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Animal models were used to show reduced skeletal and cardiac muscle contractions after exposure to triclosan

A chemical commonly found in hand soaps (among other household products) has been found to be harmful to both humans and the environment. 
The chemical is called triclosan, and it's a chemical that can be found in hand soaps, toothpastes, mouthwash, deodorants, clothes, bedding, carpets, toys, etc. It was introduced 40 years ago to prevent bacterial infections in hospitals. Over time, it has been used more and more for household purposes. 
However, researchers at the University of California - Davis and the University of Colorado have discovered that triclosan actually affects muscular strength in mice, swimming in fish and muscular contractions in skeletal and cardiac cells. 
The researchers reached these conclusions by first exposing living mice to doses of triclosan similar to that humans and animals would be in contact with on a daily basis. After 20 minutes of exposure, the mice had a 25 percent drop in heart function. They also had an 18 percent decrease in grip strength after an hour of exposure.
Next, researchers exposed fathead minnows to triclosan in order to see how the chemical affects life in waterways. After swimming in water containing triclosan for one week, the minnows experienced a huge drop in swimming speeds when participating in swimming tests of both normal conditions and those that simulate the threat of a predator chasing them.
Researchers then exposed isolated heart and skeletal cells to triclosan. The damage was significant, where triclosan disrupted molecular channels in muscle cells that guide the flow of calcium ions. This prevented protein communication that acts as these channels, leading to muscle failure in both the cardiac and skeletal cells. 
"The effects of triclosan on cardiac function were really dramatic," said Nipavan Chiamvimonvat, co-author of the study from UC Davis. "Although triclosan is not regulated as a drug, this compound acts like a potent cardiac depressant in our models."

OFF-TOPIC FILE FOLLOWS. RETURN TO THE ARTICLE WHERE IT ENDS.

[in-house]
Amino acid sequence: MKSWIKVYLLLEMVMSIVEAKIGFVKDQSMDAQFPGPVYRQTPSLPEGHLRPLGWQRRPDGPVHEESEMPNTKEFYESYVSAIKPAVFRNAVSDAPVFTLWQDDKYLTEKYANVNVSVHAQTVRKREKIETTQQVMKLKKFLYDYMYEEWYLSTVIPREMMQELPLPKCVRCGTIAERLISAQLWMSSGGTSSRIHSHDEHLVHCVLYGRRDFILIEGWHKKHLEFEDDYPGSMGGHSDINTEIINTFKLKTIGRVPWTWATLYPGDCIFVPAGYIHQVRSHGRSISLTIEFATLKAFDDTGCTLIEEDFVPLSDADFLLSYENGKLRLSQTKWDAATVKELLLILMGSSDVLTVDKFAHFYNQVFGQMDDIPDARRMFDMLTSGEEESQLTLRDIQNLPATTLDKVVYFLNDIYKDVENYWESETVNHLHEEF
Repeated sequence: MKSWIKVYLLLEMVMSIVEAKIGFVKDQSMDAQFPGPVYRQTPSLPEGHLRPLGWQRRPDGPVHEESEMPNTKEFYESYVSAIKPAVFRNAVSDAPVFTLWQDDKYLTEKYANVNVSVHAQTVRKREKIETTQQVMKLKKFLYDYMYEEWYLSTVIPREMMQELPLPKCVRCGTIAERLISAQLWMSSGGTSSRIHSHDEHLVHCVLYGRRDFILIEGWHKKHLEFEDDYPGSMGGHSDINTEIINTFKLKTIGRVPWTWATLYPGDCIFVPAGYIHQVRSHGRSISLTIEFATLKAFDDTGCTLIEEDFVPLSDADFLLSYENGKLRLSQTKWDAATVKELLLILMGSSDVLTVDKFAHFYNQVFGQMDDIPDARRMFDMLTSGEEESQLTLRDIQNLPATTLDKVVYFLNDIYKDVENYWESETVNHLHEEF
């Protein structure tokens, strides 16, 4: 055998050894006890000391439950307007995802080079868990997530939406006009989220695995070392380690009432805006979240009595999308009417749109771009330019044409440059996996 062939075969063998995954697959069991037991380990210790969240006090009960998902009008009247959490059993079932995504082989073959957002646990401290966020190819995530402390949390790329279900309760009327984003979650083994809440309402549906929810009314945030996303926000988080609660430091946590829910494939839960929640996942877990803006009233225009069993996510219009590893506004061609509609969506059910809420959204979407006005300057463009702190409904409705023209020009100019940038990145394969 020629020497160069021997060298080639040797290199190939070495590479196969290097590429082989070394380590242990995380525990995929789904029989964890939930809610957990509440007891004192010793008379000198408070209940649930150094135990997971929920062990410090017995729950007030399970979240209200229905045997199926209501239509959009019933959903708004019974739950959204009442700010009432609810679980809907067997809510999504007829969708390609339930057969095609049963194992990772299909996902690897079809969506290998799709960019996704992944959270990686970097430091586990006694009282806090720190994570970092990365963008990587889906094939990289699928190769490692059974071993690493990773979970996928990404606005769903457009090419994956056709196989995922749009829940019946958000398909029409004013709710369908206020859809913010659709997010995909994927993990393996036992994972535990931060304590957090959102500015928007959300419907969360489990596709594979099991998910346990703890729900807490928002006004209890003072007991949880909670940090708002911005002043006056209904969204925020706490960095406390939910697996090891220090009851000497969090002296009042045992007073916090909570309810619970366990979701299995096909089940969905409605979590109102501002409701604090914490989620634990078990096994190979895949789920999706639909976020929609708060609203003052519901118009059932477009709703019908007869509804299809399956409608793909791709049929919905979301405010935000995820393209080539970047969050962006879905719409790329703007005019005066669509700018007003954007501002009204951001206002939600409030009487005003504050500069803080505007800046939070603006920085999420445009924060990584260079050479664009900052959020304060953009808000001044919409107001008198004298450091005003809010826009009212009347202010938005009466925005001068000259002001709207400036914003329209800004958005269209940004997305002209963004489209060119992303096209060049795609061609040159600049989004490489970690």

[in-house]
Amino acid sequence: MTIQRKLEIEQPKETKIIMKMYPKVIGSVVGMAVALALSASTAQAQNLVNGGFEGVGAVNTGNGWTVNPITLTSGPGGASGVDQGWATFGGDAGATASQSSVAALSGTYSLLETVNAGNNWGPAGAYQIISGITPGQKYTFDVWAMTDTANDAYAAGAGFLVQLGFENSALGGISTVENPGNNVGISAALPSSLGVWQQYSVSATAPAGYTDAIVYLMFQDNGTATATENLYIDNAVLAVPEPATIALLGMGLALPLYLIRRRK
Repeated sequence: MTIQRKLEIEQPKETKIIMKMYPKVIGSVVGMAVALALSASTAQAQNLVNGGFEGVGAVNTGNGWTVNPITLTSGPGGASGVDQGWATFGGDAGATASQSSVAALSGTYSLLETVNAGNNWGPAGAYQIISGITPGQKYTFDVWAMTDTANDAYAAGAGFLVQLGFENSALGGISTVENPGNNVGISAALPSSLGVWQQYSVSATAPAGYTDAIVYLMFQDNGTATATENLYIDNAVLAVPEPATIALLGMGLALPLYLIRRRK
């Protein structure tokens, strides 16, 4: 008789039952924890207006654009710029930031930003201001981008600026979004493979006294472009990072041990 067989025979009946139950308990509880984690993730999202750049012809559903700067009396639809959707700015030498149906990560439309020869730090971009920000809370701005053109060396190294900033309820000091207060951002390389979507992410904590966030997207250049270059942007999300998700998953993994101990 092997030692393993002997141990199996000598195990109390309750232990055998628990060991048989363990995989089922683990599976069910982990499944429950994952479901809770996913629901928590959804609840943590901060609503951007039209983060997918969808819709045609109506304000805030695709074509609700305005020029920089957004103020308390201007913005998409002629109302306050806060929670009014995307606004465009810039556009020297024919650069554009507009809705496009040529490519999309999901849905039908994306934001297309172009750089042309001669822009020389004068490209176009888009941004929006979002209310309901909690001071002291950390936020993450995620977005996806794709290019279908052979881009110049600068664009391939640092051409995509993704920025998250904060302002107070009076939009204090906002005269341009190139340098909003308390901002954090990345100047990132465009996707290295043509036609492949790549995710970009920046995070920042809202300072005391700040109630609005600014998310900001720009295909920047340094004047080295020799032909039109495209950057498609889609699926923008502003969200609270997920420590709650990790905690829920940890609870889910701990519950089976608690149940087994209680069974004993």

More research is likely needed before the U.S. Food and Drug Administration (FDA) will do anything about it, but the researchers aren't looking to ban the chemical entirely -- they just want to greatly decrease its ubiquity in household products. 
A separate study in 2010 also showed negative side effects associated with triclosan. University of Michigan researchers discovered that triclosan caused immune system problems in children under 18. 

Source: UC Davis

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RE: That's what you get
By MrBlastman on 8/16/2012 11:17:33 AM , Rating: 3
As Don King always says (and I like his mentality here), to paraphrase from memory:

Which do you think is better--touching someone elses d*ck to your d*ck when you pee [after shaking their hands], or having someone else touch your d*ck when you shake theirs?

(Don washes his hands before he goes pee).

Oh, and soap is naturally anti-bacterial. No need for additives, good ole' lye works just fine.

RE: That's what you get
By geddarkstorm on 8/16/2012 12:18:08 PM , Rating: 2
I don't think anything can beat lye for bacterial/viral killing power. It's also why it's so harsh on hands and dries them out; and that is why people moved away from it, because they didn't want their hands to be "rough". Oh humanity, vanity will be your downfall yet.

RE: That's what you get
By thurston2 on 8/16/2012 4:49:00 PM , Rating: 2
Soap is not made with lye and lard anymore generally.

RE: That's what you get
By Jeffk464 on 8/17/2012 9:47:03 AM , Rating: 2
Hey, I was a mechanic for years so I also washed my hands before peeing. Who would have thought I have anything in common with Don King.

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